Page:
3:15 p.m. ET: The prosecutor is now playing Lauer's 911 call in court. "I can't see him, I don't want to go out there, I don't know what's going on," she said on the call. You can hear yelling in the background.
3:13 p.m. ET: Lauer says she heard her next door neighbor, John Good, open his door at one point. He doesn't have a screened porch, it's just open.
"He said something along the lines of, 'What the hell are you doing?'" said Lauer. "The yelling for help continued."
3:11 p.m. ET: "The 'yelps' turned to 'helps,'" said Lauer. "It was one person yelling help. It just sounded like the same voice the entire time. It was a man." She's not sure if there were scuffling noises at the time. The yelling for help stopped after the gunshot.
3:09 p.m. ET: Lauer says she went into the kitchen to stop her husband from getting involved and that's when she heard the gunshot. The phone was at Lauer's ear the entire time, she never went closer to the door and put the phone out to let the operator hear what's going on.
3:07 p.m. ET: "I didn't want them to hear me snitching on them and calling the police," said Lauer. She wasn't sure if it was just kids so she had moved away from the glass doors.
Her husband was in the kitchen, maybe getting a knife to help.
"He was going to get something and maybe go around the front and see, but... that didn't happen," said Lauer.
3:05 p.m. ET: "We decided to call 911 as soon as we heard the scuffling noises," said Lauer. From the time she muted the TV until the time 911 picked up her call, she says it took about 30 seconds. Her husband tried to call first but his phone locked up on him.
"At the point where I'm dialing 911, it's what I describe as 'yelps' -- it wasn't actual words that I could make out yet," said Lauer.
3:02 p.m. ET: The second round of noises occurred immediately after she muted the TV. "After the scuffling it gradually went into like a grunting noise," said Lauer. "It sounded more like if two people were rolling around. At first it sounded like maybe people were rolling around... after that it sounded like wrestling. At one point I thought they were going to come through the screen." She says she is basing everything on what she heard since she didn't see anything.
3:00 p.m. ET: "I keep calling it like a three-part exchange. One person said something, then another and then another," said Lauer. She describes the tone as flustered. "I muted the TV as soon as I heard the voices," she said.
"Immediately after... I just heard whoever was out there scuffling around... it sounded like sneakers on pavement and grass," said Lauer. "Like someone was running on the pavement and on the grass -- it sounded like that."
2:57 p.m. ET: "I just heard voices," said Lauer. She says she could tell the voices were outside in the backyard but she couldn't make out any words. She could tell the voices were coming from the left of where she was sitting. "It just sounded like loud talking," she said. She couldn't tell how many people there were.
2:55 p.m. ET: Lauer was watching TV with her husband the night Martin was shot. She was on the loveseat, which faced the sliding glass doors. She describes the volume on the TV as "pretty loud." She also says it was raining and her sliding glass door was open. Her view of the backyard at night is obstructed by the blinds.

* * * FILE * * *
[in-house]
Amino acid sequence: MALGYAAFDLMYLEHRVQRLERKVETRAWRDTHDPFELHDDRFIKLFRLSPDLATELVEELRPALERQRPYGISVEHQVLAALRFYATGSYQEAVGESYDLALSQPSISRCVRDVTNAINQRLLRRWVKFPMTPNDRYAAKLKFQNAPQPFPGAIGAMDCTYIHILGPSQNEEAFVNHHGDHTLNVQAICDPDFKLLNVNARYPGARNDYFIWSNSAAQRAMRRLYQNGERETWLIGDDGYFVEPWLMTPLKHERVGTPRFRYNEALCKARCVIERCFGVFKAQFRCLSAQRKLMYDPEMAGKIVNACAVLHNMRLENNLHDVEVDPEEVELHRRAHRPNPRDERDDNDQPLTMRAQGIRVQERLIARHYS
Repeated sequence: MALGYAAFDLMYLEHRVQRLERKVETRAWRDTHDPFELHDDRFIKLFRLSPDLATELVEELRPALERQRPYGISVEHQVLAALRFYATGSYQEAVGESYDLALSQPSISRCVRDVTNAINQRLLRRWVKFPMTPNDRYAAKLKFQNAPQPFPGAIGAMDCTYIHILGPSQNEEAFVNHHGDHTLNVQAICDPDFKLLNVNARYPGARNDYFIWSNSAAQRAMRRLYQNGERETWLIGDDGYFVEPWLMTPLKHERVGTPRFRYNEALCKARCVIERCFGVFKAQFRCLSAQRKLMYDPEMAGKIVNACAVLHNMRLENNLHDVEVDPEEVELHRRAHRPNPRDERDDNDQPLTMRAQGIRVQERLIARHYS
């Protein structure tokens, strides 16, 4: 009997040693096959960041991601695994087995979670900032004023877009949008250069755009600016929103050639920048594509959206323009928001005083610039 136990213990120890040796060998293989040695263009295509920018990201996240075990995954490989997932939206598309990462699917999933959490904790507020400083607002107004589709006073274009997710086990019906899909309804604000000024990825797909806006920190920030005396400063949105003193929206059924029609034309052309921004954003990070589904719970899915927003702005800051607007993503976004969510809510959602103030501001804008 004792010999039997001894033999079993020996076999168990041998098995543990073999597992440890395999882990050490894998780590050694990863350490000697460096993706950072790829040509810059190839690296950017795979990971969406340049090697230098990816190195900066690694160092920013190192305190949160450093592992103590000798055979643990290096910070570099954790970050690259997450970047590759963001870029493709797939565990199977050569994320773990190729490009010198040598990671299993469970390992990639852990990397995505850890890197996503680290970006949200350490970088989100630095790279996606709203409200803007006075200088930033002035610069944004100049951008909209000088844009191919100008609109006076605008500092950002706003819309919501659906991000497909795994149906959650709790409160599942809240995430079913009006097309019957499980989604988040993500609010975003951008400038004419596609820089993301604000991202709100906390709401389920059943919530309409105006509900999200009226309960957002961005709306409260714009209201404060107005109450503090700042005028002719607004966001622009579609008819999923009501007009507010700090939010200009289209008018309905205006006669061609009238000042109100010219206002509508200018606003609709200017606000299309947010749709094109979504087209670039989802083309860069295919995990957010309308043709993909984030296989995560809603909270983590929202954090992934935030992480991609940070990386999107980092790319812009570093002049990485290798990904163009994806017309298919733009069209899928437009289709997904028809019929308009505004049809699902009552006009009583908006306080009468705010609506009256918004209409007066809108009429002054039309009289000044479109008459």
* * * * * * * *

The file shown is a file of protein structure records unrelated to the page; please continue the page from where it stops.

2:52 p.m. ET: Lauer is describing the layout of her home. She says she had bamboo blinds that covered the majority of her screened porch. They were closed on the night Martin was shot.
2:50 p.m. ET: The prosecution has called Jenna Lauer to the stand. She lived in Zimmerman's neighborhood when the shooting occurred and made the 911 call on which the screams for help were captured.
2:47 p.m. ET: MacDonald tells prosecutors that a more detailed record has to be requested within six months of the calls, otherwise it's not available. This witness has been excused.
2:46 p.m. ET: Defense attorney Mark O'Mara is now questioning MacDonald. He's asking him again about how a call to voicemail looks like an outgoing call. The connection time on these calls is the length of the voicemail, according to MacDonald. O'Mara hs finished his questions.
2:42 p.m. ET: Prosecutor Mantei is going over specific calls made on February 26, 2012. MacDonald points out a call that looks to be outgoing, but really it's an unanswered call being sent to voicemail. Every call made after 7:12 p.m. ET that night goes straight to voicemail, according to MacDonald. The prosecutor has finished his direct examination.
2:37 p.m. ET: There has to be some sort of connection for a call to register, according to MacDonald. If the call is only a few seconds, MacDonald says it rounds up to the minute. Prosecutor Richard Mantei points out a call made at 7:08 p.m. ET for five minutes and a call made at 7:18 p.m. ET that lasts for one minute.
2:34 p.m. ET: Text messages are date-stamped with Pacific time, according to MacDonald.
2:33 p.m. ET: MacDonald is describing which calls are incoming vs. outgoing, which ones are text messages, which ones are mobile-to-mobile and how long the calls have lasted.
2:30 p.m. ET: MacDonald is describing how phone records are created. He's also looking at records being displayed on the projector in the courtroom.
2:28 p.m. ET: The prosecutor has called Raymond MacDonald, a senior manager at T-Mobile.